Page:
FUEL prices are not something I get worked up over very often.
Basically, I reckon we take energy for granted and I think higher petrol prices have generally pushed manufacturers to make more efficient vehicles – which is good for all of us in the long run.
But fuel is a basic cost of business, both for the distribution of goods and services and the transportation of workers to their place of employment.
Fuel prices, therefore, are an issue for business.
This is especially the case when something doesn’t appear right with the market, and fuel prices increase when everything indicates they should be falling.
The issue here is that crude oil prices are very much at levels of 12 months ago, after a very steady year, excluding February and March when the lead up to the Iraq war sent them over $30 a barrel.
At the moment crude oil is around $27 a barrel, the same as it was at the beginning of last year.
What has changed is the Australian dollar … considerably.
At the beginning of January the Aussie currency was about US56 cents. Compare that to about US78 cents right now.
That means an Australian currency holder’s purchasing power has improved almost 30 per cent against crude oil prices. One would assume the same change would occur against more refined products from the same basic ingredient.
Yet I haven’t seen anything like a massive fall in petrol prices. The news these days is the price bumping up above $1 a litre.
Is there a case that someone is not passing on the benefits of the rising $A?
The oil companies suggest there are at least two other factors at work, the price of the refined petroleum product out of Singapore and shipping rates.
I’m not sure how the refined product’s price has moved, but earlier in the year it was tracking the crude price. As for freight rates, they have spiked from the New Year.
The question is: are these factors equating to the 30 per cent rise in the $A? I doubt it.
With all manner of exporters fearing the worst – an $A above US80 cents – Australian business is suddenly facing a huge uncertainty.
That is, of course, what business is all about.
But so are the swings and roundabouts of currency fluctuations.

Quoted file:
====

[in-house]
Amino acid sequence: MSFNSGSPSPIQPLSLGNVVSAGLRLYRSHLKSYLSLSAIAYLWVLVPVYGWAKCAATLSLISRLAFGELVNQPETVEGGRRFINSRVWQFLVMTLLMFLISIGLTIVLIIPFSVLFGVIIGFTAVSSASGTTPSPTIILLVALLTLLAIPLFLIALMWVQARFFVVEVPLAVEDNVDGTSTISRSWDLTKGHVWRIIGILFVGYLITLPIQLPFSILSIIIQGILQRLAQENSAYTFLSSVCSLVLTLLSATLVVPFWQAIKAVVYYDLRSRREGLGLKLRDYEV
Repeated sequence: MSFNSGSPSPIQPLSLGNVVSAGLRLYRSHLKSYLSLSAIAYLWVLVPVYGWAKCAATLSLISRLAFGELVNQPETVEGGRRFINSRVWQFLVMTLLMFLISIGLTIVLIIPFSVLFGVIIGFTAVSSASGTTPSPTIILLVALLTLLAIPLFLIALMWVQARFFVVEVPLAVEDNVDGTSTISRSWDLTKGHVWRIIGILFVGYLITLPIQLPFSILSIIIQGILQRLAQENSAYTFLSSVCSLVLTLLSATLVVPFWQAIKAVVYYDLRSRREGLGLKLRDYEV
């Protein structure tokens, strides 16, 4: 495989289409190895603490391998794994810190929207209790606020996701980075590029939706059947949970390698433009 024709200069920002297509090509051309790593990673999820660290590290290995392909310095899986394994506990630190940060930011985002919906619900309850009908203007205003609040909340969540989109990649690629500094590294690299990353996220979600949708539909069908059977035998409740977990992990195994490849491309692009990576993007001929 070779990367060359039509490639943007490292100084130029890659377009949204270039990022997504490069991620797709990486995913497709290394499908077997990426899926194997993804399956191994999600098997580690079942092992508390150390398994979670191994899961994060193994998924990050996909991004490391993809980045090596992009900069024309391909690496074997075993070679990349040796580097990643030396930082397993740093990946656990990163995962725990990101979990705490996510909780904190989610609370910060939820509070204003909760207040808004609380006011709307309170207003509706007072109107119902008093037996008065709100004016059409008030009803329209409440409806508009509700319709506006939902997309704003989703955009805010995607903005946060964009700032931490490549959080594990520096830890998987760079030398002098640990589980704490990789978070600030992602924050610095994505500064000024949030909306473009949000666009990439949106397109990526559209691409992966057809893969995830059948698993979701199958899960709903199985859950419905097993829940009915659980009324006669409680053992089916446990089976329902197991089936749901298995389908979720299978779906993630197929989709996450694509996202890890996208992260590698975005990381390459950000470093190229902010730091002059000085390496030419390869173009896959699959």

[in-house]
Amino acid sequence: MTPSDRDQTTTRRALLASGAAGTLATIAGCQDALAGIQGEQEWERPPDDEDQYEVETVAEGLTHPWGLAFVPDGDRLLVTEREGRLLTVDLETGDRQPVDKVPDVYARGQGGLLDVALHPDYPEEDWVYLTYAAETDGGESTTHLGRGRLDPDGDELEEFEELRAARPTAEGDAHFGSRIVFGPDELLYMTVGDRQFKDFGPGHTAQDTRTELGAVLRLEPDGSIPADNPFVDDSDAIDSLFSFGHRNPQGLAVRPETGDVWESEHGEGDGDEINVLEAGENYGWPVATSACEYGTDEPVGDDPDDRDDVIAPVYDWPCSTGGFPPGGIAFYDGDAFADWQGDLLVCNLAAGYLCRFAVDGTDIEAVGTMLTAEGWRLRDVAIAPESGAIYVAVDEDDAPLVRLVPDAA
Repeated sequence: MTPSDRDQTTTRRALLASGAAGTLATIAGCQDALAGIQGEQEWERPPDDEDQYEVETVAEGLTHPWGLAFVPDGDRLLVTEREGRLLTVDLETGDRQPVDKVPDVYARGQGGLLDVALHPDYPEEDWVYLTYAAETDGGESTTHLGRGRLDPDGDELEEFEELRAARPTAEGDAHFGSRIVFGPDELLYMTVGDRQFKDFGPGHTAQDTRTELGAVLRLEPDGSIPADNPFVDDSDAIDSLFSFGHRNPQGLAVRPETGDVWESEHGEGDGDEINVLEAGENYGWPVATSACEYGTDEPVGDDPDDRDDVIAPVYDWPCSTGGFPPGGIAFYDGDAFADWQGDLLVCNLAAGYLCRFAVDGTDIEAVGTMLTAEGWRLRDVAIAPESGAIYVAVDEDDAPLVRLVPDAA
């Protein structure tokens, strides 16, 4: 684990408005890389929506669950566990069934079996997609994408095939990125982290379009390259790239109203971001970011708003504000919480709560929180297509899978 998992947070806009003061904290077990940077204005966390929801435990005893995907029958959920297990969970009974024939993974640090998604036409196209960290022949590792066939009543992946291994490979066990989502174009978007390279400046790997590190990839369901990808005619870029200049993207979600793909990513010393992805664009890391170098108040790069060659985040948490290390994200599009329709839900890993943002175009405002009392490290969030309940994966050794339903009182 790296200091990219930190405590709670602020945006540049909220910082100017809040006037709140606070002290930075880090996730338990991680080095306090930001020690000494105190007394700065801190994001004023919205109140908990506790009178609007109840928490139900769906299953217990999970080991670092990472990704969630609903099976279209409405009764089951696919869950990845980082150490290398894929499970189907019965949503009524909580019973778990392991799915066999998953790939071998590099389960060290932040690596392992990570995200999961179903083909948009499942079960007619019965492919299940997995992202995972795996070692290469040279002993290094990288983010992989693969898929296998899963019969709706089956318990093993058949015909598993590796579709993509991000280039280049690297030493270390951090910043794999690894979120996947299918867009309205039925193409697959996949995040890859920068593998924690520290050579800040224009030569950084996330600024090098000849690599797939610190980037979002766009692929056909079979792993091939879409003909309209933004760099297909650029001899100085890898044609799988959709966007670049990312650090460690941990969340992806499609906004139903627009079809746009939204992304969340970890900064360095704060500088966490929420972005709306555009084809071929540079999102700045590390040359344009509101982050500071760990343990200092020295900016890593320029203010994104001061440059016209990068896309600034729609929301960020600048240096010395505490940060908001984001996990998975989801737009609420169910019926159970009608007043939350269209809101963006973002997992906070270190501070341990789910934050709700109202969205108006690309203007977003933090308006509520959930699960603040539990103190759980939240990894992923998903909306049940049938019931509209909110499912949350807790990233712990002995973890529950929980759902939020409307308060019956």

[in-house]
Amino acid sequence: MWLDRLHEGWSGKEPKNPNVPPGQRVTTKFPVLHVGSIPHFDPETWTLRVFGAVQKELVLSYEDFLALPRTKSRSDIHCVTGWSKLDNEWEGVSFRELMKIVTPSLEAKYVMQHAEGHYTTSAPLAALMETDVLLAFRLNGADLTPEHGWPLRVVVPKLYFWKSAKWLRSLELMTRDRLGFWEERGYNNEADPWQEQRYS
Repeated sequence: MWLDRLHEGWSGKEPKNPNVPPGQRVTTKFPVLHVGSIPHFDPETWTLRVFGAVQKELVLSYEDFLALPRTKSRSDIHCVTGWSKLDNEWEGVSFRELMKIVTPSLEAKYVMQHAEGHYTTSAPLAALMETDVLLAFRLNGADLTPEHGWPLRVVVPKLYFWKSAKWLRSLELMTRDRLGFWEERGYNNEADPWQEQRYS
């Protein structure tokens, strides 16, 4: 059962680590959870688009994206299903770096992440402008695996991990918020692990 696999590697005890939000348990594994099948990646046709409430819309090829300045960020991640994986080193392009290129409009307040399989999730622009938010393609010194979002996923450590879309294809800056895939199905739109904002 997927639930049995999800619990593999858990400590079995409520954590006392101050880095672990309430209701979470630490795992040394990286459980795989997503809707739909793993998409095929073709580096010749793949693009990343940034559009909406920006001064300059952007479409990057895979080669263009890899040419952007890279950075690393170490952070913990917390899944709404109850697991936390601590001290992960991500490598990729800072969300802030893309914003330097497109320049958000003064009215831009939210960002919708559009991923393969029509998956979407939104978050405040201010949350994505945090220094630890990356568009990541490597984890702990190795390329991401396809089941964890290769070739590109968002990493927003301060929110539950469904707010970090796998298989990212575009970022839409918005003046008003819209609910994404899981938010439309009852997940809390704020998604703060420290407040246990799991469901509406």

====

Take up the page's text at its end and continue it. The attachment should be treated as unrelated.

The farmer whose wheat crop has just dived in value is supposed to get a little back when it comes to buying a new imported harvester – and some relief on the cost of the fuel to run the thing.
FEDERAL Labor pollie Wayne Swan came out swinging about tax last week, rightly complaining that middle Australia’s incentive to work harder has been unhinged from the reward process.
Mr Swan’s view was that many wage earners who pick up benefits for a variety of things, such as family allowances, end up effectively taxed by as much as 80 cents in the dollar if they earn more than they expected.
He sees this as a disincentive to work harder and get ahead – and therefore get off the welfare system entirely.
I couldn’t agree more, with that part of the argument.
Where he goes wrong is pointing at the so-called fat cats of corporate Australia.
Sure, there are people who are paid too much, especially when the company they run has actually gone backwards.
But these so-called fat cats on million dollar salaries are a drop in the ocean and should not be used for a good old Labor ‘them against us’ political rallying cry.
Yes, middle Australia gets taxed too much and more should be done to ensure there is a big incentive to work harder. But many people on high incomes also work hard and they lose up to half in tax.
Where is the incentive in that?
Those skilled people and business starters we want to immigrate here or repatriate from other countries look at the tax cost versus the isolation of Australia and decide they are better off where they are now.
If Mr Swan wants to reverse the brain drain and help reposition Australia in the global economy, he should broaden his argument to include all Australians (even prospective ones) and get away from divisive politics that worked better a generation ago.
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